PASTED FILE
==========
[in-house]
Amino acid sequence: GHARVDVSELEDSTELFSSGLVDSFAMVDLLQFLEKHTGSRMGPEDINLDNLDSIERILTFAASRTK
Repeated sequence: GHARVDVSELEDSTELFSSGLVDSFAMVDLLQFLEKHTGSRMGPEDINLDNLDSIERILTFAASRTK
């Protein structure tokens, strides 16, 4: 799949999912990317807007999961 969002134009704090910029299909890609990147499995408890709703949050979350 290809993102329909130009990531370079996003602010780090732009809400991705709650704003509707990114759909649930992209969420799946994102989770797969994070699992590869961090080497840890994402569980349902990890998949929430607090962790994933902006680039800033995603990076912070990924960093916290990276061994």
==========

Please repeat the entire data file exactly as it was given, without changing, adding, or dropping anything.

[in-house]
Amino acid sequence: GHARVDVSELEDSTELFSSGLVDSFAMVDLLQFLEKHTGSRMGPEDINLDNLDSIERILTFAASRTK
Repeated sequence: GHARVDVSELEDSTELFSSGLVDSFAMVDLLQFLEKHTGSRMGPEDINLDNLDSIERILTFAASRTK
């Protein structure tokens, strides 16, 4: 799949999912990317807007999961 969002134009704090910029299909890609990147499995408890709703949050979350 290809993102329909130009990531370079996003602010780090732009809400991705709650704003509707990114759909649930992209969420799946994102989770797969994070699992590869961090080497840890994402569980349902990890998949929430607090962790994933902006680039800033995603990076912070990924960093916290990276061994």